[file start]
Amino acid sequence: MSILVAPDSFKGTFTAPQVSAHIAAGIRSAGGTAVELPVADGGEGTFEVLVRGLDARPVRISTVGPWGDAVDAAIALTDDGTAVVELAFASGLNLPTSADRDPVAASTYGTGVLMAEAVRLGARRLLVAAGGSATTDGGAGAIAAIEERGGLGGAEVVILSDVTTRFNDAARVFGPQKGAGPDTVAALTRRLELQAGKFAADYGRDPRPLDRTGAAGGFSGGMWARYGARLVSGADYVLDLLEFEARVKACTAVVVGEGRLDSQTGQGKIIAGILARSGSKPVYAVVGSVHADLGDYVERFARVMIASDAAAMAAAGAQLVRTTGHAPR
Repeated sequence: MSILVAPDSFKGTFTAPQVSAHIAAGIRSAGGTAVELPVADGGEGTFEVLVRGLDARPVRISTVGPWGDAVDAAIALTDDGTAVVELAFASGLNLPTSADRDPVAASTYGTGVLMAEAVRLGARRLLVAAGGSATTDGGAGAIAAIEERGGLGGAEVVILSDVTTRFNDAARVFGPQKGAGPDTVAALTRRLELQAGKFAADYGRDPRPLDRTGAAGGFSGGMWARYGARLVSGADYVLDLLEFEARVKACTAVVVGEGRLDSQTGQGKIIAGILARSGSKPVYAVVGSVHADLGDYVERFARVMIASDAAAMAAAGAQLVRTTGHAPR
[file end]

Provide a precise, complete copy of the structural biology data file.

Amino acid sequence: MSILVAPDSFKGTFTAPQVSAHIAAGIRSAGGTAVELPVADGGEGTFEVLVRGLDARPVRISTVGPWGDAVDAAIALTDDGTAVVELAFASGLNLPTSADRDPVAASTYGTGVLMAEAVRLGARRLLVAAGGSATTDGGAGAIAAIEERGGLGGAEVVILSDVTTRFNDAARVFGPQKGAGPDTVAALTRRLELQAGKFAADYGRDPRPLDRTGAAGGFSGGMWARYGARLVSGADYVLDLLEFEARVKACTAVVVGEGRLDSQTGQGKIIAGILARSGSKPVYAVVGSVHADLGDYVERFARVMIASDAAAMAAAGAQLVRTTGHAPR
Repeated sequence: MSILVAPDSFKGTFTAPQVSAHIAAGIRSAGGTAVELPVADGGEGTFEVLVRGLDARPVRISTVGPWGDAVDAAIALTDDGTAVVELAFASGLNLPTSADRDPVAASTYGTGVLMAEAVRLGARRLLVAAGGSATTDGGAGAIAAIEERGGLGGAEVVILSDVTTRFNDAARVFGPQKGAGPDTVAALTRRLELQAGKFAADYGRDPRPLDRTGAAGGFSGGMWARYGARLVSGADYVLDLLEFEARVKACTAVVVGEGRLDSQTGQGKIIAGILARSGSKPVYAVVGSVHADLGDYVERFARVMIASDAAAMAAAGAQLVRTTGHAPR